Owing to the action being less invasive and producing less collateral tissue damage, it results in better healing [3, 8].



Reduced traumatic stress



The device produces less noise and only microvibrations in comparison with a conventional motor, so the fear and psychological stress of the patient are reduced [14].



Disadvantages and precautions



The largest disadvantage of the procedure using the piezosurgery unit is the increased operation time that is required for bone preparation.

The piezosurgery technique immensely lessens the risk of damaging soft tissues, such as sinus floor membrane, nerves, and vessels, but nevertheless precautions must be taken as the ultrasonic waves have mechanical energy, and this energy can be converted into heat and pass into adjacent tissues. For this reason the use of irrigation is essential, not only for the effect of cavitation, but also to avoid overheating [14-16]. The intensity of the cooling liquid can be adjusted depending on different preparations.

Conclusions

According to personal experience and other authors’ experience, it can be truly said that during some surgical procedures the piezo device provides a great facility and even to some extent becomes indispensable. The ultrasound unit allows for precise removal of bone with minimal risk of injury to underlying soft tissues. It allows a more successful and more complication-free surgical result for a less experienced surgeon that could be especially beneficial for preparation of the Schneider membrane during sinus lift procedure or relocating or preparation of the inferior alveolar nerve [18]. Not only does it give minimal operative invasion, but also it decreases post-intervention pain and reduces traumatic stress, not to mention less bleeding intra- and postoperatively [3].

References

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 2. Biesaga Ł, Grzesiak-Janas G, Janas A. Piezoelectric surgery. Por Stomatol 2010; 10: 353-5.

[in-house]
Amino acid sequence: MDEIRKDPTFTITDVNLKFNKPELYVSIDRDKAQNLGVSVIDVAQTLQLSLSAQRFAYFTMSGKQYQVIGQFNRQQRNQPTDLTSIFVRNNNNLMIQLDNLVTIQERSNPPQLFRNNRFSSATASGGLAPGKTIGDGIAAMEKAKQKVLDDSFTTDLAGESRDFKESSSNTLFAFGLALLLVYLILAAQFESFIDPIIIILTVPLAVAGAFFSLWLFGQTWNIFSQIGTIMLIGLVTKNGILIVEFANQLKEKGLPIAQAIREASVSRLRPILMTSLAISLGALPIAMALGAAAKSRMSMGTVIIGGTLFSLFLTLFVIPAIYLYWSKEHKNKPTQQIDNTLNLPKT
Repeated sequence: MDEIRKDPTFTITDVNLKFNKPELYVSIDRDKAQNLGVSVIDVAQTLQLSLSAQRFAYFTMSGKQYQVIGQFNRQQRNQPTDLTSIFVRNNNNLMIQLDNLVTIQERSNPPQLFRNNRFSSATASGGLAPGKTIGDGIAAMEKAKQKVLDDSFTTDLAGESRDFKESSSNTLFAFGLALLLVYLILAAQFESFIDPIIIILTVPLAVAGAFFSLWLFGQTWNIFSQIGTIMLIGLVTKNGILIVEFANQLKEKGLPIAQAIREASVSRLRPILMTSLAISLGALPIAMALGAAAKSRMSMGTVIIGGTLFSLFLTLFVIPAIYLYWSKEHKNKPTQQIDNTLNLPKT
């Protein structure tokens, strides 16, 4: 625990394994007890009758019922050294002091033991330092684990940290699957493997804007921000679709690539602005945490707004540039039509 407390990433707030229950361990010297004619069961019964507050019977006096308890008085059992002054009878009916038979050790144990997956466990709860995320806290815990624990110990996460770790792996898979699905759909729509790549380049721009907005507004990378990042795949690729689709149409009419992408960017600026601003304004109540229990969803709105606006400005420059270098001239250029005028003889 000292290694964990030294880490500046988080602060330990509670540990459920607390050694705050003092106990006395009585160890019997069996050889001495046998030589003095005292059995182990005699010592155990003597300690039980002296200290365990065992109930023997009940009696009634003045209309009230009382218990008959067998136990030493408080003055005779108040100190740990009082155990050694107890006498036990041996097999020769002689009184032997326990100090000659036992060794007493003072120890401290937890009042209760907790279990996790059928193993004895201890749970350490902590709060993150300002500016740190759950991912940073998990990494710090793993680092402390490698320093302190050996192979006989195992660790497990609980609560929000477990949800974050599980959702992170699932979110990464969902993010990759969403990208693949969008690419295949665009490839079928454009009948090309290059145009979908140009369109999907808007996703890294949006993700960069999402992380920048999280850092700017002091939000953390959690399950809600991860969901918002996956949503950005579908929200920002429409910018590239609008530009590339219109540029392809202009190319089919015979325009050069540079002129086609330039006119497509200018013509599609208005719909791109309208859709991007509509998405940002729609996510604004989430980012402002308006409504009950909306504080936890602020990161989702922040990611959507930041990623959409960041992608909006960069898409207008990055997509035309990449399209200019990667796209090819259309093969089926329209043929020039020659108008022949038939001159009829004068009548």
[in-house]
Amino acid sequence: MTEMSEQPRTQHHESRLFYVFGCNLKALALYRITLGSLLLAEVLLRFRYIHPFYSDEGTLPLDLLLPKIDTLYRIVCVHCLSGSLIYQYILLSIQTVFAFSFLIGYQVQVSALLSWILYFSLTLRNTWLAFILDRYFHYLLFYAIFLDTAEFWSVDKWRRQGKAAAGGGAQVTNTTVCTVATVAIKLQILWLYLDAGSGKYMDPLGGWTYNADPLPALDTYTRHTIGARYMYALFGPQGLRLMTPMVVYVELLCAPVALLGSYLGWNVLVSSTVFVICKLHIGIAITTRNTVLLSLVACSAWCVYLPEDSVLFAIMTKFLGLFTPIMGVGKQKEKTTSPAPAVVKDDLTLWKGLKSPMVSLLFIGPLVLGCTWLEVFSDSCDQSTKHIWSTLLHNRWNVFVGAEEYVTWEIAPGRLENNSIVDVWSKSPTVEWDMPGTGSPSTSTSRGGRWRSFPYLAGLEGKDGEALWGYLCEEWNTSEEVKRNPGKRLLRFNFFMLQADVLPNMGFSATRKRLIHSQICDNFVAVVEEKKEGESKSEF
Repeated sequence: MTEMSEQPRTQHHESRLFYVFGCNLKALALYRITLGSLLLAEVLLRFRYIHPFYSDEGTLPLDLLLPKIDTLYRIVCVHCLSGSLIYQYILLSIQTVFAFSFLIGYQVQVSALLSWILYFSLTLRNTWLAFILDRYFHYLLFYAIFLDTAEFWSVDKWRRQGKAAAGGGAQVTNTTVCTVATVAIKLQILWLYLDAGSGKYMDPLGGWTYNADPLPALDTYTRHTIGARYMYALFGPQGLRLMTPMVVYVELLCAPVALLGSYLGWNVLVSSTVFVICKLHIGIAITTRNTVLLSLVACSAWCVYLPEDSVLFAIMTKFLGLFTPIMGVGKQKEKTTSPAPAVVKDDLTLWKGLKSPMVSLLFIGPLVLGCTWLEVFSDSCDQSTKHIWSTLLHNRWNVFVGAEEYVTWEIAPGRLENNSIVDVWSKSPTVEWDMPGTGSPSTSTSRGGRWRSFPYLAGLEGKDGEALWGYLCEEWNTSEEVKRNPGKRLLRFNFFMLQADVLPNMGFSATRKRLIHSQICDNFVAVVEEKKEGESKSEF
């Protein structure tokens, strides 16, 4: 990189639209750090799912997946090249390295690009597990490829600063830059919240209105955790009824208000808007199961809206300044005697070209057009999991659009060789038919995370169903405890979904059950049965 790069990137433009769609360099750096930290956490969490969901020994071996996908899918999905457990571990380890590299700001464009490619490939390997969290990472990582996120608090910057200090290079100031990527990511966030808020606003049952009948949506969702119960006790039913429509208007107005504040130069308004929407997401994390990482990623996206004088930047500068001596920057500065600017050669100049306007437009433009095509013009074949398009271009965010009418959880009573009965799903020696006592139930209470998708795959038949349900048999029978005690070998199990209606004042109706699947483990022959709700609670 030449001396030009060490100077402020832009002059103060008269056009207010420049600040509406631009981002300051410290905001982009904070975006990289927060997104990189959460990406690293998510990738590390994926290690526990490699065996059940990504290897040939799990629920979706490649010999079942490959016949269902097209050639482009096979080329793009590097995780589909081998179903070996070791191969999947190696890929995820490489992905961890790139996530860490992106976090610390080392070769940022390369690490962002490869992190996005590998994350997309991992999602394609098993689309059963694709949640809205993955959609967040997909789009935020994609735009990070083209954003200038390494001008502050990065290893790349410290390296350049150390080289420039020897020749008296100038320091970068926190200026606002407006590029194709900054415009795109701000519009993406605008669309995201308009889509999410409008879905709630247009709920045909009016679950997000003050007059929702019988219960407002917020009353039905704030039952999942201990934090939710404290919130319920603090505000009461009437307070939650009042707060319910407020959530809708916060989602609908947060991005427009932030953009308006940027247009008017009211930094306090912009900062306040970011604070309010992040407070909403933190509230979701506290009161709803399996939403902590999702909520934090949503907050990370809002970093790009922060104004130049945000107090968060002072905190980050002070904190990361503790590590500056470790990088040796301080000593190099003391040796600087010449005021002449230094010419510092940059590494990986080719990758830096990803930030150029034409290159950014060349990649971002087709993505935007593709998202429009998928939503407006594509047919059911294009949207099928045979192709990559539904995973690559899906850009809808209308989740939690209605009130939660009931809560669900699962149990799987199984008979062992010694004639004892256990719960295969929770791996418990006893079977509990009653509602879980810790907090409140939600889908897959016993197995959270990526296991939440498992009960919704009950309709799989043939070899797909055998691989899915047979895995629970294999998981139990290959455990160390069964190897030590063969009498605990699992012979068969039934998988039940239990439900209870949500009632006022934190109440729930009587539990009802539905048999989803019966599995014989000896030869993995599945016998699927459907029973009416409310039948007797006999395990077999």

3. Escoda-Francolí J, Rodríguez-Rodríguez A, Berini-Aytés L, et al. Application of ultrasound in bone surgery: two case reports. Med Oral Patol Oral Cir Bucal 2010; 15: 902-5.

 4. Vercellotti T. Technological characteristics and clinical indications of piezoelectric bone surgery. Minerva Stomatologica 2004; 53: 5.

 5. Vercellotti T. Caracteristicas technologicas e indicationes clinicas de la chirurgia osea piezoelectrica. Revista Mundo Dental 2005; 26-8.

 6. Kennedy JE, Ter Haar GR, Cranston D. High intensity focused ultrasound: surgery of the future? Br J Radiol 2003; 76: 590-9.

 7. Maintz G. Animal experiments in the study of the effect of ultrasonic waves on bone regeneration. Strahlentherapie 1950; 82: 631-8.

 8. Hema S, Kranti K, Sameer Z. Piezosurgery in periodontology and oral implantology. J Indian Soc Periodontol 2009; 13: 155-6.

 9. Stupka M. Use of piezosurgery in treatment of jaw cysts. Implantoprotetyka 2010; 2-3: 56-61.

10. Schlee M, Steigmann M, Bratu E, et al. Piezosurgery: basics and possibilities. Implant Dent 2006; 12: 334-40.

11. Labanca M, Azzola F, Vinci R, et al. Piezoelectric surgery: twenty years of use. Br J Oral Maxillofac Surg 2008; 4: 265-9.

12. Happe A. Use of a piezoelectric device to harvest bone grafts from the mandibular ramus: case reprt of 40 cases. Int J Periodontics Dent 2007; 7: 241-9.

13. Sohn DS, Ahn MR, Lee WH, et al. Piezoelectric osteotomy of intraoral harvesting of bone blocks. Int J Periodontics Restorative Dent 2007; 27: 3-7.

14. Stübinger S, Landes C, Seitz O, et al. Ultrasonic bone cutting in oral surgery: a review of 60 cases Ultraschall Med 2008; 29: 66-71.

15. Torrella F, Pitarch J, Cabanes G, et al. Ultrasonic osteotomy maxillary sinus: a technical note. Int J Oral Maxillofac Implants 1998; 13: 697-700.

16. Troiani C, Russo C, Ballarani G, et al. Piezoelectric surgery: a new reality to cut and manage bone in maxillo-odonto-stomatology. Int J Maxillo Odontostomatology 2005; 4: 23-8.

17. Metzger MC, Bormann KH, Schoen R, et al. Inferior alveolar nerve transposition – an in vitro comparison between piezosurgery and conventional bur use. J Oral Implantol 2006; 32: 19-25.

18. Wallace SS, Mazor Z, Froum SJ, et al. Schneiderian membrane perforation rate during sinus elevation using piezosurgery: clinical results of 100 consecutive cases. Int J Periodontics Restorative Dent 2007; 27: 5.



Received: 14.01.2013, accepted: 28.04.2013.
Copyright: © 2013 Fundacja Videochirurgii This is an Open Access article distributed under the terms of the Creative Commons Attribution-NonCommercial-ShareAlike 4.0 International (CC BY-NC-SA 4.0) License (http://creativecommons.org/licenses/by-nc-sa/4.0/), allowing third parties to copy and redistribute the material in any medium or format and to remix, transform, and build upon the material, provided the original work is properly cited and states its license.